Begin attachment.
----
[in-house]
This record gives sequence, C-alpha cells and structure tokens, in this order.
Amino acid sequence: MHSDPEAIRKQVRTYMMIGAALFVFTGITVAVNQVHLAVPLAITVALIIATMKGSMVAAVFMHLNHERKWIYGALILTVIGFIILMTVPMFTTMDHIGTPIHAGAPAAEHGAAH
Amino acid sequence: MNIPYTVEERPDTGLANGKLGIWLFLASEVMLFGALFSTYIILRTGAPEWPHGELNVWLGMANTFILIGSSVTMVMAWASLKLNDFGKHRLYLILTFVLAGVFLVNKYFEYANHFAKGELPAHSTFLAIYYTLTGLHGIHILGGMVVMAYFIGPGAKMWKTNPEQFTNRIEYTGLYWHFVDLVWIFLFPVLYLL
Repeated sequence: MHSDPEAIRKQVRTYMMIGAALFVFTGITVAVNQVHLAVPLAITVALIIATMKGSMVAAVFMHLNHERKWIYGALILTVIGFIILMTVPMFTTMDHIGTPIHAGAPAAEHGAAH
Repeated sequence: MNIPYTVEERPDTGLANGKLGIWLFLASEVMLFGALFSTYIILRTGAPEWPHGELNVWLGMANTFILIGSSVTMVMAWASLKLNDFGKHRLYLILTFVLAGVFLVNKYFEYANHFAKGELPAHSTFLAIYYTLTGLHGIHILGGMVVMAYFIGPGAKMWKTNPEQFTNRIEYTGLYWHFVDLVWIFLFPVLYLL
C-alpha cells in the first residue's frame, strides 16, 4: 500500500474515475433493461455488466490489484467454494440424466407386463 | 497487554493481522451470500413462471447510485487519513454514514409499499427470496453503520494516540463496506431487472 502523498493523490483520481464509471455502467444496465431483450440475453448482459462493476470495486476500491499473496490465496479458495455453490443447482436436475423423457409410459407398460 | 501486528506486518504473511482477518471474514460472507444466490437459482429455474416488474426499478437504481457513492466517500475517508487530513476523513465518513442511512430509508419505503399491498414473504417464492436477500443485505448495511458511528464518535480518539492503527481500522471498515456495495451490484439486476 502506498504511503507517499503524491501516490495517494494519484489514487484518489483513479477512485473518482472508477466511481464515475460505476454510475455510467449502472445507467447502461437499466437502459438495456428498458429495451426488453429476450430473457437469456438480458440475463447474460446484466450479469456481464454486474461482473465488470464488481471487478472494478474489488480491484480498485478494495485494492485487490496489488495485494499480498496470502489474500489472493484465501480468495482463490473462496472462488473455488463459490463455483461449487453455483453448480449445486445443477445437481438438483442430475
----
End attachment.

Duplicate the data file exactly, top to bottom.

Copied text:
[in-house]
This record gives sequence, C-alpha cells and structure tokens, in this order.
Amino acid sequence: MHSDPEAIRKQVRTYMMIGAALFVFTGITVAVNQVHLAVPLAITVALIIATMKGSMVAAVFMHLNHERKWIYGALILTVIGFIILMTVPMFTTMDHIGTPIHAGAPAAEHGAAH
Amino acid sequence: MNIPYTVEERPDTGLANGKLGIWLFLASEVMLFGALFSTYIILRTGAPEWPHGELNVWLGMANTFILIGSSVTMVMAWASLKLNDFGKHRLYLILTFVLAGVFLVNKYFEYANHFAKGELPAHSTFLAIYYTLTGLHGIHILGGMVVMAYFIGPGAKMWKTNPEQFTNRIEYTGLYWHFVDLVWIFLFPVLYLL
Repeated sequence: MHSDPEAIRKQVRTYMMIGAALFVFTGITVAVNQVHLAVPLAITVALIIATMKGSMVAAVFMHLNHERKWIYGALILTVIGFIILMTVPMFTTMDHIGTPIHAGAPAAEHGAAH
Repeated sequence: MNIPYTVEERPDTGLANGKLGIWLFLASEVMLFGALFSTYIILRTGAPEWPHGELNVWLGMANTFILIGSSVTMVMAWASLKLNDFGKHRLYLILTFVLAGVFLVNKYFEYANHFAKGELPAHSTFLAIYYTLTGLHGIHILGGMVVMAYFIGPGAKMWKTNPEQFTNRIEYTGLYWHFVDLVWIFLFPVLYLL
C-alpha cells in the first residue's frame, strides 16, 4: 500500500474515475433493461455488466490489484467454494440424466407386463 | 497487554493481522451470500413462471447510485487519513454514514409499499427470496453503520494516540463496506431487472 502523498493523490483520481464509471455502467444496465431483450440475453448482459462493476470495486476500491499473496490465496479458495455453490443447482436436475423423457409410459407398460 | 501486528506486518504473511482477518471474514460472507444466490437459482429455474416488474426499478437504481457513492466517500475517508487530513476523513465518513442511512430509508419505503399491498414473504417464492436477500443485505448495511458511528464518535480518539492503527481500522471498515456495495451490484439486476 502506498504511503507517499503524491501516490495517494494519484489514487484518489483513479477512485473518482472508477466511481464515475460505476454510475455510467449502472445507467447502461437499466437502459438495456428498458429495451426488453429476450430473457437469456438480458440475463447474460446484466450479469456481464454486474461482473465488470464488481471487478472494478474489488480491484480498485478494495485494492485487490496489488495485494499480498496470502489474500489472493484465501480468495482463490473462496472462488473455488463459490463455483461449487453455483453448480449445486445443477445437481438438483442430475